The truth is new technology and efficient business practices lead to wide spread wealth creation. Simply put, it creates value. It simply does not create squalor or poverty. Nor does it create disparities in wealth. Rather it allows more people access to wealth. The next time you hear someone decrying how new technology will hurt humans or make us poorer, would you kindly tell them to shed their SUVs, their cell phone, their doctors, their attorneys, their computers, their bug zappers, their symphonies, and their houses made with tile roofs and Pella floors and go live in a grass hut for the remainder of their short lives?

While my examples may seem simplistic, they accurately capture the essential attributes of economics and the effects of technology on the world. That is why we have increasing standards of living today.


  1. Hey John, after overlooking your proof, i have found some flaws, or perhaps some misunderstandings.
    first off you state that the customer will pay you $10/ft dug which equals 200$/day at 20ft/day.
    Then you go on to say that you hire someone to dig the same trench for you at $5/ft therefore the equation is revenue - cost = (10x20) - (5x20), however you multiplied your revenue by 2. In other words he is not digging for you, but in addition to and under you. If he did the work for you the profit is split 50/50.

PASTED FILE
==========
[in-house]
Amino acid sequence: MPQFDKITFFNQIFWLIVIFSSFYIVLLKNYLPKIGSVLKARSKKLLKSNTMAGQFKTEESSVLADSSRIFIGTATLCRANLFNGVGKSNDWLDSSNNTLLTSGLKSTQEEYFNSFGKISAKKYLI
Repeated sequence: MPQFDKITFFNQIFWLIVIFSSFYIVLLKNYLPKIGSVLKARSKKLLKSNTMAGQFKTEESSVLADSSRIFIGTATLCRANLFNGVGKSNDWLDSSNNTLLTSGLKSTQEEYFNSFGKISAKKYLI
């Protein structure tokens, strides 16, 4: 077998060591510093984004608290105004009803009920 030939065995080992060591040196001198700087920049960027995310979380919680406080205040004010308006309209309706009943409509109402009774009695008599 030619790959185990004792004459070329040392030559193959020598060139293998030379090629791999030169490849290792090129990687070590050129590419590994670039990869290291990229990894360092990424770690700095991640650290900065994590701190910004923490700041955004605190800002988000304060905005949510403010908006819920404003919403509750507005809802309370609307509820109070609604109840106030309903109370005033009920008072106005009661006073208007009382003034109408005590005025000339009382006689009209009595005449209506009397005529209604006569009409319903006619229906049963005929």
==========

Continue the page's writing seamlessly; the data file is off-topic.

As you increase your labour you are also multiply the amount of land you dig in the form
    n(10x20) - n(5x20) where n is the number of workers(including urself). your revenue is growing equally proportional to cost. you, the owner's profit is only increasing at the same rate.

    Then as technology is introduced you first start with one machine and one worker, so the other group of workers (n-1) dont have any job and would be unemployed for a little while, this is called Structural Unemployment, which is found in evolving economies such as in this scenario.